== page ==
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Could a new test that detects dopamine levels help diagnose neurological diseases?


Altered levels of the neurotransmitter dopamine are apparent in various conditions, such as Parkinson’s disease and depression. In research published in ChemistrySelect, investigators describe a quick, sensitive, and simple test to determine dopamine levels in biological fluids. The method could help clinicians spot abnormal blood levels of dopamine in patients, potentially allowing for earlier disease detection.

The method relies on what are called carbon quantum dots, a type of carbon nanomaterial with photoluminescence properties, and ionic liquid, which is comprised of several mineral anions and organic cations existing in liquid form at room temperature.

“The proposed electrochemical sensor could be an exceptional step forward in dopamine detection and pave the way for the molecular diagnosis of neurological illnesses,” the authors wrote.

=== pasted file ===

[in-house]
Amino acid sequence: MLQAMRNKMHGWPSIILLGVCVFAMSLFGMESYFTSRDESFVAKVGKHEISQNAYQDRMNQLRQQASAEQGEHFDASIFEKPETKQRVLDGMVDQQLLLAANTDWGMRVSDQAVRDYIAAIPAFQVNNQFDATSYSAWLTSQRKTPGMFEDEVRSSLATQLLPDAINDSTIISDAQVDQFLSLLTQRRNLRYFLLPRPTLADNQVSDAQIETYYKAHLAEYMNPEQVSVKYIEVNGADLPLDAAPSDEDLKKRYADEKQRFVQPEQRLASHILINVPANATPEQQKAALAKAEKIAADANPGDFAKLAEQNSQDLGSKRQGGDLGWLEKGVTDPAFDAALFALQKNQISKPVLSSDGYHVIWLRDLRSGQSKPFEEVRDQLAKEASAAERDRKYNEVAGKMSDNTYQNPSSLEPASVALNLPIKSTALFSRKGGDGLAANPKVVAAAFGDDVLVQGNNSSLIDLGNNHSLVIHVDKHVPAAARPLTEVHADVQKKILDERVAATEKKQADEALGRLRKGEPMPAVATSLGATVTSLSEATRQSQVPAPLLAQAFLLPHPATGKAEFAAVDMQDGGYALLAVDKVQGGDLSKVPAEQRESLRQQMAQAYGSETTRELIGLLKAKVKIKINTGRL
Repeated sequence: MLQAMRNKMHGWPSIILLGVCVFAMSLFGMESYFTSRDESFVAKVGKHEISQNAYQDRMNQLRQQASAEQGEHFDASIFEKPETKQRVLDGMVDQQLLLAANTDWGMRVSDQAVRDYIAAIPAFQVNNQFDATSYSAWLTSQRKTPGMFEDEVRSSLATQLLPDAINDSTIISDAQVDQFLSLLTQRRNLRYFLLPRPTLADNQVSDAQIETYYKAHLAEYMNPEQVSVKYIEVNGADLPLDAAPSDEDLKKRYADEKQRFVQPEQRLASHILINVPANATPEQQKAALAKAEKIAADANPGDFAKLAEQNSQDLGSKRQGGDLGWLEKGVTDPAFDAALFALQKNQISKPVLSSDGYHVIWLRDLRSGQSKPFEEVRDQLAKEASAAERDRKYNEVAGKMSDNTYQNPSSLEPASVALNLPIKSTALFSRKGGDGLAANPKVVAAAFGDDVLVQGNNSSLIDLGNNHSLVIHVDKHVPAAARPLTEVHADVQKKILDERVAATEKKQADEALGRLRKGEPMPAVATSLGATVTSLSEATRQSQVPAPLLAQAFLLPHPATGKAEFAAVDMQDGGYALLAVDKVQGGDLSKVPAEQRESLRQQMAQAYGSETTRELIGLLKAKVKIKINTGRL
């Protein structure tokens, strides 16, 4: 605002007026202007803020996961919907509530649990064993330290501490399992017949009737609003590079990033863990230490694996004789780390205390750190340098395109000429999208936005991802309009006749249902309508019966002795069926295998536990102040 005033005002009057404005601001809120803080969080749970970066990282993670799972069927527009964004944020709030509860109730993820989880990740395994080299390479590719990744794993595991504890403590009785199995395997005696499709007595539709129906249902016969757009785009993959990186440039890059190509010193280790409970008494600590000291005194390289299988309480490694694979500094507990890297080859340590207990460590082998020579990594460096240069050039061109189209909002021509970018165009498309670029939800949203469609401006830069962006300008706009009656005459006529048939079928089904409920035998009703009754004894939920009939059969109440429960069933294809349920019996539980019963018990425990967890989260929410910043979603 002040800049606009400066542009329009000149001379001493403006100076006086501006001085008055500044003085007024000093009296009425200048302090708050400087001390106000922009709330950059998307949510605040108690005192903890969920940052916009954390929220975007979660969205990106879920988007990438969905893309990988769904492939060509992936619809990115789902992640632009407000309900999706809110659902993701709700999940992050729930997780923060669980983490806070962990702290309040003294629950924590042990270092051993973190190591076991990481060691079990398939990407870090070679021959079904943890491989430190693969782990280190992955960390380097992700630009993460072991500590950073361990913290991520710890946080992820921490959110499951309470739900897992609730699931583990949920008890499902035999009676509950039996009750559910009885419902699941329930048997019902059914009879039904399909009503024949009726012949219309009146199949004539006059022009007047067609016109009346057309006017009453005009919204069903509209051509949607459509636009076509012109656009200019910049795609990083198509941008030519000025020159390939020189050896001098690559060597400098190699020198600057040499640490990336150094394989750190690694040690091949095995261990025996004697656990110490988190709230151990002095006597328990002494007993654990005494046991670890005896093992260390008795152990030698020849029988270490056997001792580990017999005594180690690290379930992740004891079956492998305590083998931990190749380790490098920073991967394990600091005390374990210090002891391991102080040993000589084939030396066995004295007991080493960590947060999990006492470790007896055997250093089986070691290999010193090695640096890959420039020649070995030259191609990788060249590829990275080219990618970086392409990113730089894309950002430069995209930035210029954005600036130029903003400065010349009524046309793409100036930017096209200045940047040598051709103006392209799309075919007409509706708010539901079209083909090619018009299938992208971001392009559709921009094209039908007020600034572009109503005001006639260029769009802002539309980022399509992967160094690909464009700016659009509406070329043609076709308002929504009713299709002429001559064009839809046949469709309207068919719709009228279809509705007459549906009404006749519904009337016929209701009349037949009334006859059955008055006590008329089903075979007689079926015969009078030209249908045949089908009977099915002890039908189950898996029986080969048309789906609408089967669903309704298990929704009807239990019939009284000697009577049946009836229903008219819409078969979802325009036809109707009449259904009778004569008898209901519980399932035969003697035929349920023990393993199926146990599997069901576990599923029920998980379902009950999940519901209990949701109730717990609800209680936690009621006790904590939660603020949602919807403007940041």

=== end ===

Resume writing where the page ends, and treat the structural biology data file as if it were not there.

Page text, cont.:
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The information contained in this release is protected by copyright. Please include journal attribution in all coverage. For more information or to obtain a PDF of any study, please contact: Sara Henning-Stout,

About the Journal
Dependable peer-reviewed chemistry research provides the backbone to drive innovation and discover ground-breaking scientific research. ChemistrySelect publishes good quality international chemistry research making an impact. Our thorough editorial practices enable us to offer a platform for original authoritative research in all areas of chemistry. We support the community with a stable foundation of reliable chemistry research.

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